Water UK strategy for addressing lead in drinking water
This document outlines the strategy and policies that the water industry should adopt to continue to work towards compliance with the standard for lead in drinking water.
Changes to the EU standard for lead have been phased in since 1998 and the final standard of 10ug/l comes into force on 25 December 2013.
Exposure of consumers to lead in drinking water has reduced dramatically as a result of a twin track approach of chemical treatment (phosphate dosing) and communication pipe replacement.
While the approach taken by the water industry, supported by the regulators, has resulted in measurable improvements to both the concentrations of lead in drinking water and also the overall exposure of society to lead there are a number of drivers for change that require the industry to review its strategy and to implement additional policies to ensure that these successes are continued.
Our strategy is to:
• Continue with the twin track approach of phosphate dosing and communication pipe replacement (both opportunistic and as part of planned programmes).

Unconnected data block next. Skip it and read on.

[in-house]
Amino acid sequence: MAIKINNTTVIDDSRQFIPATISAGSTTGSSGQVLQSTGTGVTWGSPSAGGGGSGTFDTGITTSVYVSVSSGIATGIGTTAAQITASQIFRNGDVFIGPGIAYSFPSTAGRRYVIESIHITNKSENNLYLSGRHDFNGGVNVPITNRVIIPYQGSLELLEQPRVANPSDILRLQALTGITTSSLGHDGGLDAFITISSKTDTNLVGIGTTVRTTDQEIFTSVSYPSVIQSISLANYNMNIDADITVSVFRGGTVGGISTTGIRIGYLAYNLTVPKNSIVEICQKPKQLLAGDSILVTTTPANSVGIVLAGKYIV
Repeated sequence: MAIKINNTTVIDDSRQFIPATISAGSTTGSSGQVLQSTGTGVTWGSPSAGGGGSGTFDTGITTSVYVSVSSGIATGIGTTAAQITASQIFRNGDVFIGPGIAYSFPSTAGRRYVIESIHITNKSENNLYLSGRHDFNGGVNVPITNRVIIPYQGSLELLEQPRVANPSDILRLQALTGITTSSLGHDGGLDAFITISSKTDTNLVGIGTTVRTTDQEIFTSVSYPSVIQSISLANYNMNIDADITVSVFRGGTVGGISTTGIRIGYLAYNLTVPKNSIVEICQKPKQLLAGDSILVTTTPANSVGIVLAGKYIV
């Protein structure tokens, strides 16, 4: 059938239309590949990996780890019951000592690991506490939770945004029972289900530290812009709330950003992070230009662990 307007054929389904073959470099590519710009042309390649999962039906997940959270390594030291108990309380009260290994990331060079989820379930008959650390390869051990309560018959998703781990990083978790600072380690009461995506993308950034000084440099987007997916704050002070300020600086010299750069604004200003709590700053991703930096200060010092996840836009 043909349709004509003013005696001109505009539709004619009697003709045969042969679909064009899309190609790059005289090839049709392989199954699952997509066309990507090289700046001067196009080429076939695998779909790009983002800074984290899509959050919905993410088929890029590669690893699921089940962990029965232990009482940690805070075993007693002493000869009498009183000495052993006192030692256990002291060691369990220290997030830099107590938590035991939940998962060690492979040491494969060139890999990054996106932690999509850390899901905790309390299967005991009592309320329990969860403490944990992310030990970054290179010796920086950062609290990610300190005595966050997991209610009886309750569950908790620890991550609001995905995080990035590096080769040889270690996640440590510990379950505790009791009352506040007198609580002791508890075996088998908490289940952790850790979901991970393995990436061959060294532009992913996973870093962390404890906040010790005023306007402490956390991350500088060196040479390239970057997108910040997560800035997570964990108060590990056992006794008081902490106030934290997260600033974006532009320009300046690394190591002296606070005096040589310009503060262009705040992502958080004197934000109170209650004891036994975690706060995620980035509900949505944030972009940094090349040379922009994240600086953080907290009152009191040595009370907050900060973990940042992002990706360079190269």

• Adopt a risk based approach by addressing the public health implications of exposure to lead via lead pipes, both under water company ownership and those for which the homeowner is responsible. This will not necessarily involve whole scale lead pipe replacement but will focus largely on identifying risk areas or populations and working with stakeholders to ensure that that all available options are being considered.
• Develop a communication programme that not only demonstrates the successes to date in ensuring drinking water meets quality standards but clearly articulates that there is a big challenge facing the water industry and society in order to deal with the problem of lead in drinking water and achieve the revised quality standards.
• Encourage government to provide a steer to the direction the UK wishes to take on lead and work to identify those areas where water companies can take a proactive role.
• Work with quality and economic regulators to ensure that water companies are able to carry out any mandated activity in a manner in which costs are borne fairly and appropriately.